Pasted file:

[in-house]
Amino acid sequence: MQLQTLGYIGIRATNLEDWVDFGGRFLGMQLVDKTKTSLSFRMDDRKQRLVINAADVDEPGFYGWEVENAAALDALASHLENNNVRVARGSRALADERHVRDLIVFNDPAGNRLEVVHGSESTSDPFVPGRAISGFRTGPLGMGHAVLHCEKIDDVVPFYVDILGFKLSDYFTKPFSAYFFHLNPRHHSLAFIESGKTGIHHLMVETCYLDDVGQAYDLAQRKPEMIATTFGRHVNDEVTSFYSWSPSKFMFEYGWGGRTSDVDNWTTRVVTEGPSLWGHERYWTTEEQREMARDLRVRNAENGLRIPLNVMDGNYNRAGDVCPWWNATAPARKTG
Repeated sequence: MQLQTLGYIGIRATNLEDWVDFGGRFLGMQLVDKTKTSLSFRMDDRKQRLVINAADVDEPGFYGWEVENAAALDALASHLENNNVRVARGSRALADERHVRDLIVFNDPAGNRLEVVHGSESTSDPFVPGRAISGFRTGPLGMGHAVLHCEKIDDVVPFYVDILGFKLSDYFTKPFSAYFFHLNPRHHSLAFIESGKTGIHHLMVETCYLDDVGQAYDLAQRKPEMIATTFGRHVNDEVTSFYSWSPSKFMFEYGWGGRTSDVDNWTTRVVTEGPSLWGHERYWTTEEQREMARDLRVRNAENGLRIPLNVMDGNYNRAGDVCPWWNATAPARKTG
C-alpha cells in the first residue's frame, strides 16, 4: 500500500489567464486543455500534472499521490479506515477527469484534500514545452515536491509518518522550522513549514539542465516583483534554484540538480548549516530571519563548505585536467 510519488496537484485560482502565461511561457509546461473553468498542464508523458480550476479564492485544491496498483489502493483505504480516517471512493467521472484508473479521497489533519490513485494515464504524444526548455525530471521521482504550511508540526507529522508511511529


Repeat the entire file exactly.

[in-house]
Amino acid sequence: MQLQTLGYIGIRATNLEDWVDFGGRFLGMQLVDKTKTSLSFRMDDRKQRLVINAADVDEPGFYGWEVENAAALDALASHLENNNVRVARGSRALADERHVRDLIVFNDPAGNRLEVVHGSESTSDPFVPGRAISGFRTGPLGMGHAVLHCEKIDDVVPFYVDILGFKLSDYFTKPFSAYFFHLNPRHHSLAFIESGKTGIHHLMVETCYLDDVGQAYDLAQRKPEMIATTFGRHVNDEVTSFYSWSPSKFMFEYGWGGRTSDVDNWTTRVVTEGPSLWGHERYWTTEEQREMARDLRVRNAENGLRIPLNVMDGNYNRAGDVCPWWNATAPARKTG
Repeated sequence: MQLQTLGYIGIRATNLEDWVDFGGRFLGMQLVDKTKTSLSFRMDDRKQRLVINAADVDEPGFYGWEVENAAALDALASHLENNNVRVARGSRALADERHVRDLIVFNDPAGNRLEVVHGSESTSDPFVPGRAISGFRTGPLGMGHAVLHCEKIDDVVPFYVDILGFKLSDYFTKPFSAYFFHLNPRHHSLAFIESGKTGIHHLMVETCYLDDVGQAYDLAQRKPEMIATTFGRHVNDEVTSFYSWSPSKFMFEYGWGGRTSDVDNWTTRVVTEGPSLWGHERYWTTEEQREMARDLRVRNAENGLRIPLNVMDGNYNRAGDVCPWWNATAPARKTG
C-alpha cells in the first residue's frame, strides 16, 4: 500500500489567464486543455500534472499521490479506515477527469484534500514545452515536491509518518522550522513549514539542465516583483534554484540538480548549516530571519563548505585536467 510519488496537484485560482502565461511561457509546461473553468498542464508523458480550476479564492485544491496498483489502493483505504480516517471512493467521472484508473479521497489533519490513485494515464504524444526548455525530471521521482504550511508540526507529522508511511529